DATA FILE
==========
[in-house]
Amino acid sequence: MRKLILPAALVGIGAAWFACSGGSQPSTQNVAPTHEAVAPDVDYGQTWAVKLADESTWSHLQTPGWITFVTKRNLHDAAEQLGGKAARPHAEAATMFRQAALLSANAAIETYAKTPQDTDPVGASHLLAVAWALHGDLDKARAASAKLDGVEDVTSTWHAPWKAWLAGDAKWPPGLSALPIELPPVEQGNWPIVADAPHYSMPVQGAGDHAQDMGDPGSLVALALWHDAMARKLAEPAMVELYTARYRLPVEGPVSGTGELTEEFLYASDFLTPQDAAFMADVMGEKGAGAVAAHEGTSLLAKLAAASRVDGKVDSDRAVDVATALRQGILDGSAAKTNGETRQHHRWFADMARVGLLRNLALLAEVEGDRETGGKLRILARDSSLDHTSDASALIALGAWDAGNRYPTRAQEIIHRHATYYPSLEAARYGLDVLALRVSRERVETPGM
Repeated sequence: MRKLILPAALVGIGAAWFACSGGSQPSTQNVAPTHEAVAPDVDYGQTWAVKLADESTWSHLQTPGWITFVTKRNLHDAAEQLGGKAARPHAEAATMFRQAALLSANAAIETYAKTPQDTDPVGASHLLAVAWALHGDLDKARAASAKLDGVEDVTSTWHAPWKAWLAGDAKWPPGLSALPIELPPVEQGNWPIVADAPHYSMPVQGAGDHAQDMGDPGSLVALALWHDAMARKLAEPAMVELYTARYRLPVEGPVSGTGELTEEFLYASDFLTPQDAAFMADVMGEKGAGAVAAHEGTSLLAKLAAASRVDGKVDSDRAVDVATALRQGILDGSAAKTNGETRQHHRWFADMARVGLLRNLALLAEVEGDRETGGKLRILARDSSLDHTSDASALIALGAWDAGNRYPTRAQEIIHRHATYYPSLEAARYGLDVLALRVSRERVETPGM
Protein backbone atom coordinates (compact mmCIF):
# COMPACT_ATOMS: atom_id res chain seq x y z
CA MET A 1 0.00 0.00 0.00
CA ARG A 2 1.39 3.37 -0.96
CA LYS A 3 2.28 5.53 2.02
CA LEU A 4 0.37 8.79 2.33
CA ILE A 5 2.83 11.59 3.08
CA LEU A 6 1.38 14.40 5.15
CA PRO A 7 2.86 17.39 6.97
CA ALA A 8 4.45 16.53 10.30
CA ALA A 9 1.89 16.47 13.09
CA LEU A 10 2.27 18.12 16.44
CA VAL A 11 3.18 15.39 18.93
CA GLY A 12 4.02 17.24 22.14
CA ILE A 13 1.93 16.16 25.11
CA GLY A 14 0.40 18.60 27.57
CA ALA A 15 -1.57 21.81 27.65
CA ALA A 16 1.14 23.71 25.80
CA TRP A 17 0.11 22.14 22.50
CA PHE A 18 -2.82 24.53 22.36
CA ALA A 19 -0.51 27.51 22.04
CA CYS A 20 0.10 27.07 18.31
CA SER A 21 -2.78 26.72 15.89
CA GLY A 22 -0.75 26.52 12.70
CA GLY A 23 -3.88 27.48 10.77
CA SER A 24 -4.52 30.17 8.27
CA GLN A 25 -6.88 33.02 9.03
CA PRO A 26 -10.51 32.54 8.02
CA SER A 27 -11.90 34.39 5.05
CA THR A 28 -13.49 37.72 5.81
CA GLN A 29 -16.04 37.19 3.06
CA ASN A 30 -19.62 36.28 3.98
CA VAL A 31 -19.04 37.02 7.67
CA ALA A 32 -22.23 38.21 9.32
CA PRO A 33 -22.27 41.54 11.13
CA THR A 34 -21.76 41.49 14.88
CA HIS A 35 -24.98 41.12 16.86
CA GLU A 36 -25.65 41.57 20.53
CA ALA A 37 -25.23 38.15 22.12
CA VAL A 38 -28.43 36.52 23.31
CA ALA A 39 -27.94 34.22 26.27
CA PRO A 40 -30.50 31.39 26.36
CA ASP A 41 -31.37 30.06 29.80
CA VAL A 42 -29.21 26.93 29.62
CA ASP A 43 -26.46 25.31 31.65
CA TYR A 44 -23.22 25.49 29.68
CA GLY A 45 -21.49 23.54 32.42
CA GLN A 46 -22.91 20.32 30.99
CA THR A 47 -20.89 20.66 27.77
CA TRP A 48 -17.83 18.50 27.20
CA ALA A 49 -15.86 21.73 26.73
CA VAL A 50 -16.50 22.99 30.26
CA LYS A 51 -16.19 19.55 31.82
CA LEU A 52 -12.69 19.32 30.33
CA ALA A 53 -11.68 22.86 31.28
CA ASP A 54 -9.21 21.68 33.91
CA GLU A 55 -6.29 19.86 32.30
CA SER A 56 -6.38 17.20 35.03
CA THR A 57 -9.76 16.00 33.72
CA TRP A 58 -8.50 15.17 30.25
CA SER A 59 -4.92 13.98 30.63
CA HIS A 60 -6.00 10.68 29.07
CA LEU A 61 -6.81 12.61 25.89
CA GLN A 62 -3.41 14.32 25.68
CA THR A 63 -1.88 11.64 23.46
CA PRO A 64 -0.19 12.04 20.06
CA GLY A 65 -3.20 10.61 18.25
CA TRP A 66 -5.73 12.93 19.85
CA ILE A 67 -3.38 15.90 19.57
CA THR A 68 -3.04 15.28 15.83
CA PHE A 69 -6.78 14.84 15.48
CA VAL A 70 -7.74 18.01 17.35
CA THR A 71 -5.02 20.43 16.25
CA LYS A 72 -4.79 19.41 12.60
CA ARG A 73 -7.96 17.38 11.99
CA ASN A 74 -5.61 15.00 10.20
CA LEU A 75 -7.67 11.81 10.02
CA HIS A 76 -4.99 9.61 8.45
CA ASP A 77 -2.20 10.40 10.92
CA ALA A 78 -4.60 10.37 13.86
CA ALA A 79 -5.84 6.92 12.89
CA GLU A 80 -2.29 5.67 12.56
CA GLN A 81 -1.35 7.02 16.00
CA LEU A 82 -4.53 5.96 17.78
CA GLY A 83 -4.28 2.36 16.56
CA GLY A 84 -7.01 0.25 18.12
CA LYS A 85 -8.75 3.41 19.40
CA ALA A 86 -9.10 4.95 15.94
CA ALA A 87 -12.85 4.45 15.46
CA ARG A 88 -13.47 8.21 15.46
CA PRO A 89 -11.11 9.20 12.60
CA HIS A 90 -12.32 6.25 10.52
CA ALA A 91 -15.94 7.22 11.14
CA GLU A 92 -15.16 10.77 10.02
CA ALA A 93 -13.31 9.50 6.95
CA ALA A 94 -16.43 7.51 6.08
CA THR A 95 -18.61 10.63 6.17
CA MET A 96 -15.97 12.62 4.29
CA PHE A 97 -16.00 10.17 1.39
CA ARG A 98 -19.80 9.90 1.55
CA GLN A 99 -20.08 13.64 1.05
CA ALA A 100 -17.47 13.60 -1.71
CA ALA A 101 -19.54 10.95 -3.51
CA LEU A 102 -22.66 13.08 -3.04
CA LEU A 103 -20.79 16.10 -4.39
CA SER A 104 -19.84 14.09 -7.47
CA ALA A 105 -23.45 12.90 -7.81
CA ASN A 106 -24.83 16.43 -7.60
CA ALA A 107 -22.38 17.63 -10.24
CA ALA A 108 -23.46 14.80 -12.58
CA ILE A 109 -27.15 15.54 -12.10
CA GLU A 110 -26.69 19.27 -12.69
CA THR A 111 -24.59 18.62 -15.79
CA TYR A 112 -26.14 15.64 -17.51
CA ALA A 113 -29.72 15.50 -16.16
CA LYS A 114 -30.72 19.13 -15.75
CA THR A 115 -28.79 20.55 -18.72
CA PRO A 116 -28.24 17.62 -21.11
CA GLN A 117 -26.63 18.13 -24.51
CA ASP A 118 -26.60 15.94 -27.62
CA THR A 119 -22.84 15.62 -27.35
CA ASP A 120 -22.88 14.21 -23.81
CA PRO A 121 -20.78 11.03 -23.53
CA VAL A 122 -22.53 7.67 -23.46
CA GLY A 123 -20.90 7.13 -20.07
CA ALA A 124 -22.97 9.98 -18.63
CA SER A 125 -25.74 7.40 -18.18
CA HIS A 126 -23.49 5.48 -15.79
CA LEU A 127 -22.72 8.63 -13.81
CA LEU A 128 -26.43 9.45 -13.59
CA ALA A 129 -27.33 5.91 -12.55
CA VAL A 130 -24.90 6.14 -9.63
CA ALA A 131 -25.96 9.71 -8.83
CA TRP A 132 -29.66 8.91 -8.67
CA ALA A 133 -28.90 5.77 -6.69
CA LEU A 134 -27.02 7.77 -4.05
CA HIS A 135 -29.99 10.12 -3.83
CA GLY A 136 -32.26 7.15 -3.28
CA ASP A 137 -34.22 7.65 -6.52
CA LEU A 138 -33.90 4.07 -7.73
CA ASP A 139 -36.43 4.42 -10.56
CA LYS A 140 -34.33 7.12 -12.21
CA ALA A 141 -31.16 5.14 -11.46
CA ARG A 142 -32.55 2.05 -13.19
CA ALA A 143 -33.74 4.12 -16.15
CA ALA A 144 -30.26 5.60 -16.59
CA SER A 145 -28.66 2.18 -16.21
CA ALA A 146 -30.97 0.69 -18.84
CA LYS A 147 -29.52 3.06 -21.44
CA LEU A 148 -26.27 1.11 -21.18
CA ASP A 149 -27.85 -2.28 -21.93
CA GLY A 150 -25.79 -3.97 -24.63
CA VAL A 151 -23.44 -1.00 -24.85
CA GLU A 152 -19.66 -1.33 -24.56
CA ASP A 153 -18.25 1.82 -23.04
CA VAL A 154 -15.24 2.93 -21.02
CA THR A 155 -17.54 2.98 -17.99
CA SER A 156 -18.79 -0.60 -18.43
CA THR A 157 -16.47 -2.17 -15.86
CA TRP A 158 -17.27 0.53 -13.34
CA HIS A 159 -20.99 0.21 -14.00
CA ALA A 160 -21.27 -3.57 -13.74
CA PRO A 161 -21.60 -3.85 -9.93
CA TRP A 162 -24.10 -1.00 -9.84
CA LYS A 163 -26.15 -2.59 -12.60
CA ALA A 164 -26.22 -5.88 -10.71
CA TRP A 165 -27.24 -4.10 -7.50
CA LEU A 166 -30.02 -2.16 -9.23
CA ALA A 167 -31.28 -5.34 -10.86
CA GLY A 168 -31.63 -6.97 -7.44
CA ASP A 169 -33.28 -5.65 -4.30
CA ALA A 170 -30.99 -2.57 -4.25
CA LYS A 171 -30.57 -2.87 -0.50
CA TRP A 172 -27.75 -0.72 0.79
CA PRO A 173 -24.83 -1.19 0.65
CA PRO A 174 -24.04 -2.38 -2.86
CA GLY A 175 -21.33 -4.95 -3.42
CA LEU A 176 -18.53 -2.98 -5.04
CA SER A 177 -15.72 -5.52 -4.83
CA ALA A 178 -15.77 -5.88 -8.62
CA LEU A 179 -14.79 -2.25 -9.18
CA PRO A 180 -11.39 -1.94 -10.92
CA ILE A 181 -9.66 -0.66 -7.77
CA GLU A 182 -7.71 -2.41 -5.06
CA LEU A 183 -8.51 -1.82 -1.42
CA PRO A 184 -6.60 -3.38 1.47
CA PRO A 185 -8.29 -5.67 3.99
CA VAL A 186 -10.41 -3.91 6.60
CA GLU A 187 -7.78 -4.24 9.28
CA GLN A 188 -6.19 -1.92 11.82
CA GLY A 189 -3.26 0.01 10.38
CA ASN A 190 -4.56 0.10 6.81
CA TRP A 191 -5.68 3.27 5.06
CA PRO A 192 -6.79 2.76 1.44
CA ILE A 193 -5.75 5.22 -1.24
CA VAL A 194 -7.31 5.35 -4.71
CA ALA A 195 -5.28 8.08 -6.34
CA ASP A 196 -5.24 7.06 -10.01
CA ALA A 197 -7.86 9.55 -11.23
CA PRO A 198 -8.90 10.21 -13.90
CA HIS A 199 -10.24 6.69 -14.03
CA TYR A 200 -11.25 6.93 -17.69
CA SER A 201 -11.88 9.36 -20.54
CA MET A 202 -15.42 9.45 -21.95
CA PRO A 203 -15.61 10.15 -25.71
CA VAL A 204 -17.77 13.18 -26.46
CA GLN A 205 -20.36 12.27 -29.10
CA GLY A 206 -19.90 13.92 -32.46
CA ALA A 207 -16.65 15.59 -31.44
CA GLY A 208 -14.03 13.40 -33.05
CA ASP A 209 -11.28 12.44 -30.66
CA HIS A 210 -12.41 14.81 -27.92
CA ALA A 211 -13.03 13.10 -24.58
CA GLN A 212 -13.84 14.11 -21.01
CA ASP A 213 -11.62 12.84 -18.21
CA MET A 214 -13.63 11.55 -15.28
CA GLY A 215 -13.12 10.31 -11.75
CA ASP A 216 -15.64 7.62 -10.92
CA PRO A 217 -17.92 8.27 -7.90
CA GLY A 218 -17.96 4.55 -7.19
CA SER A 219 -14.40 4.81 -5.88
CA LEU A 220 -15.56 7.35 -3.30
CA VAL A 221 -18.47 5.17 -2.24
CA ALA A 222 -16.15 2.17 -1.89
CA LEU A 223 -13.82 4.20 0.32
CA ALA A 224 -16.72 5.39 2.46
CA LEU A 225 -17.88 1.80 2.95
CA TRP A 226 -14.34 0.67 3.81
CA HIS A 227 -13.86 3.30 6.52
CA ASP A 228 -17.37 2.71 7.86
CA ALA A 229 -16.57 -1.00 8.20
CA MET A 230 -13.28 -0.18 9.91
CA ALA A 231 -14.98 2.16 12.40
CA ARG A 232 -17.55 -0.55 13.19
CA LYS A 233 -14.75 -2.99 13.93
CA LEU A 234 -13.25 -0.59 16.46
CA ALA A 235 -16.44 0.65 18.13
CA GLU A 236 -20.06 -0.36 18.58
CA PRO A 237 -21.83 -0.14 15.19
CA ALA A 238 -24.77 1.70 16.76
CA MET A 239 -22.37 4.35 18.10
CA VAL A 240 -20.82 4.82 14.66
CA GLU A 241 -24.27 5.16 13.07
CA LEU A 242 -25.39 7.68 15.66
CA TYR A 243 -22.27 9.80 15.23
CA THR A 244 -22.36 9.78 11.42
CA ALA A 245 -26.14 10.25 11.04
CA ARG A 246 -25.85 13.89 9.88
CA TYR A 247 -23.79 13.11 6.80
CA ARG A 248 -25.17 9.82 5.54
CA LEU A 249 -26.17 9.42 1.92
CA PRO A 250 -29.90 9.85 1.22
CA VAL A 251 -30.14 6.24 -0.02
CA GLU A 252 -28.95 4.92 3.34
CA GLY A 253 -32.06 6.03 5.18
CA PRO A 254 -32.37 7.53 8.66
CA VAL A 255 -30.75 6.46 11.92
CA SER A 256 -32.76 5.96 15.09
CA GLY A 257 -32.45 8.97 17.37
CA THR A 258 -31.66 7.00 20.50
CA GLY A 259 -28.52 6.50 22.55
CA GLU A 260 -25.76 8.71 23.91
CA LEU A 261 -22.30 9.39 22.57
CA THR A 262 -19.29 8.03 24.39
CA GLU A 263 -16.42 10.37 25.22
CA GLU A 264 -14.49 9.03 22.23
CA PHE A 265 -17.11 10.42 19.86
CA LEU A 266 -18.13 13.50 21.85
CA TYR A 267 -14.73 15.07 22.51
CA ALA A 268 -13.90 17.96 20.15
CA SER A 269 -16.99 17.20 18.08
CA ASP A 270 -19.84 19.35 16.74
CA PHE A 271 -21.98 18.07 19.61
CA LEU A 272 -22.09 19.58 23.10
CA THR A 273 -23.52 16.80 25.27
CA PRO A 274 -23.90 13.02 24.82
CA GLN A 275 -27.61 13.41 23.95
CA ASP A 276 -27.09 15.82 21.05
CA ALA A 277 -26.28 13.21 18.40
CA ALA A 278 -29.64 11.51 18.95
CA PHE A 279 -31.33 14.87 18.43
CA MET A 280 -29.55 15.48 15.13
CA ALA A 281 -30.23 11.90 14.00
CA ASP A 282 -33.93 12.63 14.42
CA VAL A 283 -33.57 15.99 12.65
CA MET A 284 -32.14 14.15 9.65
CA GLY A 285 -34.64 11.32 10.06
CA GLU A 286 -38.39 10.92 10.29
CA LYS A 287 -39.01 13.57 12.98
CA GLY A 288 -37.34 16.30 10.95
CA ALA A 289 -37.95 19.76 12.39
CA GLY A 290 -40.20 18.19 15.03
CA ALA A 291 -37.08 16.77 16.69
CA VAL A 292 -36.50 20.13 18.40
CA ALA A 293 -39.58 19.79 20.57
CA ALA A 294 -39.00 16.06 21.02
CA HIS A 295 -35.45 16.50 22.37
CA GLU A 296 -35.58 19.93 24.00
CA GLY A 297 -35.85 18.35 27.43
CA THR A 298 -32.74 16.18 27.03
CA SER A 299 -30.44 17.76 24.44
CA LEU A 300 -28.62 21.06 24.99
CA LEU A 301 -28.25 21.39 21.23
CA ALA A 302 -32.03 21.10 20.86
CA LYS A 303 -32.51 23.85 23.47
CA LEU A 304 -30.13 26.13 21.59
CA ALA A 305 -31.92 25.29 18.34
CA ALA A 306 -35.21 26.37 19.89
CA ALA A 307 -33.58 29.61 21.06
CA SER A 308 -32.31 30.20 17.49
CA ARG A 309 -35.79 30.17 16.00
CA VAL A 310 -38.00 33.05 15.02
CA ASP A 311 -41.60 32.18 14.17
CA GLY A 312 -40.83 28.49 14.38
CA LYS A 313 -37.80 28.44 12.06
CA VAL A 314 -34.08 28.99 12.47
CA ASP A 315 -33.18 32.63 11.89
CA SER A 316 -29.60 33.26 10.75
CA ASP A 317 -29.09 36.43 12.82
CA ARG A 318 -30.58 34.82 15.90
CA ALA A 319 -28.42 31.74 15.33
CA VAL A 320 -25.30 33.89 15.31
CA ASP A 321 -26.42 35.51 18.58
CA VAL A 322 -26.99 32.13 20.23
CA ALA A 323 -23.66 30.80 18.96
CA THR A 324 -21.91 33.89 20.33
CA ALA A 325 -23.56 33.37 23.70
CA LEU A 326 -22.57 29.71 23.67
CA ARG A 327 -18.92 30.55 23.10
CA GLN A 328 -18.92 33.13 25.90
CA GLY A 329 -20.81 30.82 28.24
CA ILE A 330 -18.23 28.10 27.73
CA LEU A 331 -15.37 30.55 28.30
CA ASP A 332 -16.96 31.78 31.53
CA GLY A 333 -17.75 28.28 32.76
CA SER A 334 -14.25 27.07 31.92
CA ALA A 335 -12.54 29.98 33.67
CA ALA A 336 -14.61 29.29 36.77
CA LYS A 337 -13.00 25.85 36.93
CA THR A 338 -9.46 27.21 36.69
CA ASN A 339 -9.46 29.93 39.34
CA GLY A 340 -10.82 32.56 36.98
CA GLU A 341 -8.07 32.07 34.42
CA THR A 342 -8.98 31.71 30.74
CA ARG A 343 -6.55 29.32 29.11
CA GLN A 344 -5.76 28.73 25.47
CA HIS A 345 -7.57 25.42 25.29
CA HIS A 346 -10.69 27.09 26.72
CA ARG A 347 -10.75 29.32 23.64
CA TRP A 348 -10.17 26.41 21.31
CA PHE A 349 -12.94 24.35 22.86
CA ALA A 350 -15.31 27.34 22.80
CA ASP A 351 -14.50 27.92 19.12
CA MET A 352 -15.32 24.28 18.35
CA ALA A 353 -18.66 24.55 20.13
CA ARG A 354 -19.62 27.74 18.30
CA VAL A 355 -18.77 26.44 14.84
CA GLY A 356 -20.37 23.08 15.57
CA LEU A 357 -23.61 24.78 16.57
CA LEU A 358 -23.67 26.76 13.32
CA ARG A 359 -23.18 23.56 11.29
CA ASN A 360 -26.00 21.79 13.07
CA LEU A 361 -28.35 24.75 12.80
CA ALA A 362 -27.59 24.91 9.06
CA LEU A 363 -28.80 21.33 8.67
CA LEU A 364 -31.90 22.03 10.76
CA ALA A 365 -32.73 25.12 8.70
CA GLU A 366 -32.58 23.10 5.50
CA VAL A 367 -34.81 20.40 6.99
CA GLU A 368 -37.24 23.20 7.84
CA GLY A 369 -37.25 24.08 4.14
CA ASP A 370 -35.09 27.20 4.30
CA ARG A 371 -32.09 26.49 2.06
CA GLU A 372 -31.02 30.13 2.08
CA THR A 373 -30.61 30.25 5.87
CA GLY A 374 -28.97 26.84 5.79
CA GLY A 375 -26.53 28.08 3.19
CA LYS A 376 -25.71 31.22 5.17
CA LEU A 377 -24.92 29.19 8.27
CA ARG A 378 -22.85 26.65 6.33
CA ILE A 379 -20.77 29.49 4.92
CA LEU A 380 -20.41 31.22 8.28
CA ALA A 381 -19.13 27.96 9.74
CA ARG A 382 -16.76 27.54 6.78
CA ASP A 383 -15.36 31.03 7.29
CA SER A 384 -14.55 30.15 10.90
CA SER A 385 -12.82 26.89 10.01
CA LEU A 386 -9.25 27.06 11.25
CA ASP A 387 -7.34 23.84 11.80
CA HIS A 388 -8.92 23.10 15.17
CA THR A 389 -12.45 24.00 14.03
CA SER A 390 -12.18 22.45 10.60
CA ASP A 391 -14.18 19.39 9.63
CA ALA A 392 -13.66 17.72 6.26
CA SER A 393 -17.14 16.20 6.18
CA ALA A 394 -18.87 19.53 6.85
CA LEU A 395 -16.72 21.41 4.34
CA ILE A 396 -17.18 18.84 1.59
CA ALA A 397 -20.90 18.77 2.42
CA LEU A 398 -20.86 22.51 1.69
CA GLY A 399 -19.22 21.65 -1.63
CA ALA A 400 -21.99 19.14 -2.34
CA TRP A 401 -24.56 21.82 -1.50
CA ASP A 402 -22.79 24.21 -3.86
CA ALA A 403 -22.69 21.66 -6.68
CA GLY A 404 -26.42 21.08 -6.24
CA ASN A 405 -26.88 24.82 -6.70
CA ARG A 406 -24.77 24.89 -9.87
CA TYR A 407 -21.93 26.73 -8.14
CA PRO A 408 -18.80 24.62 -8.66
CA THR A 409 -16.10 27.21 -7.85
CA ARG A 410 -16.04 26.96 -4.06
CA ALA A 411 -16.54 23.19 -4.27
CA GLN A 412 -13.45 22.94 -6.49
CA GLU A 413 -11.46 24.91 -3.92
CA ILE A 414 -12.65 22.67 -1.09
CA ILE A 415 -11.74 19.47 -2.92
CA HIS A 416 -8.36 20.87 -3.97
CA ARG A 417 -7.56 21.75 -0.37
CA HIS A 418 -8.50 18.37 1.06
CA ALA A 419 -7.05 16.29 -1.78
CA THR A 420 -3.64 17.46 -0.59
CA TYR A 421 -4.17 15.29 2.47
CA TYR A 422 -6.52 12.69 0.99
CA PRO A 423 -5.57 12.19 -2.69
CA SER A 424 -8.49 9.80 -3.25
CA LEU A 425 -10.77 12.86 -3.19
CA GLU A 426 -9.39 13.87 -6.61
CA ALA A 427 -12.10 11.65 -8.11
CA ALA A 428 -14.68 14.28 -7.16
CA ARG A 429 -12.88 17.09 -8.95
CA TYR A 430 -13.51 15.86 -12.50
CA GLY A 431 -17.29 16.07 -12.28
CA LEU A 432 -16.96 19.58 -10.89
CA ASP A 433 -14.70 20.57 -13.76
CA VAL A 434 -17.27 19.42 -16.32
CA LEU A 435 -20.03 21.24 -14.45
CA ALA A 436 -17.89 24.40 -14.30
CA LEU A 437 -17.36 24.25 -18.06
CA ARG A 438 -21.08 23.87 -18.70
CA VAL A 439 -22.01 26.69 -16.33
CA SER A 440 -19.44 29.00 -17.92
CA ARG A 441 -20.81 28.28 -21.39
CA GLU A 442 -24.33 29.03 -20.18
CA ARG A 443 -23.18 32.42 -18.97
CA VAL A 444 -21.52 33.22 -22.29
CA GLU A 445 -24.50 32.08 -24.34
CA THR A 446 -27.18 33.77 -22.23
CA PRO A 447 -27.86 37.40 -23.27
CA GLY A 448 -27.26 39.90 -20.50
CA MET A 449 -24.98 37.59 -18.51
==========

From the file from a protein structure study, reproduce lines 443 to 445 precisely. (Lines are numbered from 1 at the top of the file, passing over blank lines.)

CA ARG A 438 -21.08 23.87 -18.70
CA VAL A 439 -22.01 26.69 -16.33
CA SER A 440 -19.44 29.00 -17.92